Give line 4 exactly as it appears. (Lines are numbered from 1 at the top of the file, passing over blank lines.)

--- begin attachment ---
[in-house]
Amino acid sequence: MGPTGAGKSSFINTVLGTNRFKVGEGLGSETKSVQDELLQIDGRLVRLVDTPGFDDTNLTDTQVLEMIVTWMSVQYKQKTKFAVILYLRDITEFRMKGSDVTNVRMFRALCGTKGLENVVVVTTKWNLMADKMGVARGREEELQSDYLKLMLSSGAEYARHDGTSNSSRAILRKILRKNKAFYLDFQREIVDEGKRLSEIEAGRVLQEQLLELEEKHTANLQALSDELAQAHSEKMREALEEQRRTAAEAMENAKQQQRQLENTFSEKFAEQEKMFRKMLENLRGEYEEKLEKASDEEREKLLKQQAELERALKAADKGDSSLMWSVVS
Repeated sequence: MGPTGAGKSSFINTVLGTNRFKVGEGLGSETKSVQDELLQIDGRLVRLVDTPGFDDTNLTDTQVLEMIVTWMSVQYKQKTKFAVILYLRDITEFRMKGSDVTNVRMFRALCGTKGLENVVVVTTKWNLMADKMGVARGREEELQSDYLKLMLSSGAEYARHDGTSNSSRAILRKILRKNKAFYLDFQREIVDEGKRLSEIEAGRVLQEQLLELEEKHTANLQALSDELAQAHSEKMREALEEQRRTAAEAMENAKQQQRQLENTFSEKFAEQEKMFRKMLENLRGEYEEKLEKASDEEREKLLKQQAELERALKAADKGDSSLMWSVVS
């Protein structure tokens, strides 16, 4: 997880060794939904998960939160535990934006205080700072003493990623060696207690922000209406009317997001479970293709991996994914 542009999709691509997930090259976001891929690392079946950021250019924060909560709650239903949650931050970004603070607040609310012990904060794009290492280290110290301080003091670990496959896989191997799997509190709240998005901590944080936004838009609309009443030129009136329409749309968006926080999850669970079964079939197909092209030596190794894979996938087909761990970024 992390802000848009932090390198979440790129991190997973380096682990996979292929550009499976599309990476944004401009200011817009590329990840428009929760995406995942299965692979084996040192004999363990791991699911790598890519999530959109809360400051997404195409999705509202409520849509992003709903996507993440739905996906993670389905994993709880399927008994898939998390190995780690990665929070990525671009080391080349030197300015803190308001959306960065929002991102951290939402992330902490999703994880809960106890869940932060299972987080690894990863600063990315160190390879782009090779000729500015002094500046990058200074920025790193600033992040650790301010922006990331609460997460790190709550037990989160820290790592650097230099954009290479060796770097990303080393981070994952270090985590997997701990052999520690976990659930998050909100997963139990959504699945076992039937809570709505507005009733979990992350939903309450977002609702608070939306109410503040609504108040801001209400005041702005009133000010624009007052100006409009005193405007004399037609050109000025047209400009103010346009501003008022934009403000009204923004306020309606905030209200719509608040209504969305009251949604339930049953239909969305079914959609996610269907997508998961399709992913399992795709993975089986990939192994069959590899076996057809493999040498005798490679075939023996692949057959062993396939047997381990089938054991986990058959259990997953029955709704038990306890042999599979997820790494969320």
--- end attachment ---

């Protein structure tokens, strides 16, 4: 997880060794939904998960939160535990934006205080700072003493990623060696207690922000209406009317997001479970293709991996994914 542009999709691509997930090259976001891929690392079946950021250019924060909560709650239903949650931050970004603070607040609310012990904060794009290492280290110290301080003091670990496959896989191997799997509190709240998005901590944080936004838009609309009443030129009136329409749309968006926080999850669970079964079939197909092209030596190794894979996938087909761990970024 992390802000848009932090390198979440790129991190997973380096682990996979292929550009499976599309990476944004401009200011817009590329990840428009929760995406995942299965692979084996040192004999363990791991699911790598890519999530959109809360400051997404195409999705509202409520849509992003709903996507993440739905996906993670389905994993709880399927008994898939998390190995780690990665929070990525671009080391080349030197300015803190308001959306960065929002991102951290939402992330902490999703994880809960106890869940932060299972987080690894990863600063990315160190390879782009090779000729500015002094500046990058200074920025790193600033992040650790301010922006990331609460997460790190709550037990989160820290790592650097230099954009290479060796770097990303080393981070994952270090985590997997701990052999520690976990659930998050909100997963139990959504699945076992039937809570709505507005009733979990992350939903309450977002609702608070939306109410503040609504108040801001209400005041702005009133000010624009007052100006409009005193405007004399037609050109000025047209400009103010346009501003008022934009403000009204923004306020309606905030209200719509608040209504969305009251949604339930049953239909969305079914959609996610269907997508998961399709992913399992795709993975089986990939192994069959590899076996057809493999040498005798490679075939023996692949057959062993396939047997381990089938054991986990058959259990997953029955709704038990306890042999599979997820790494969320």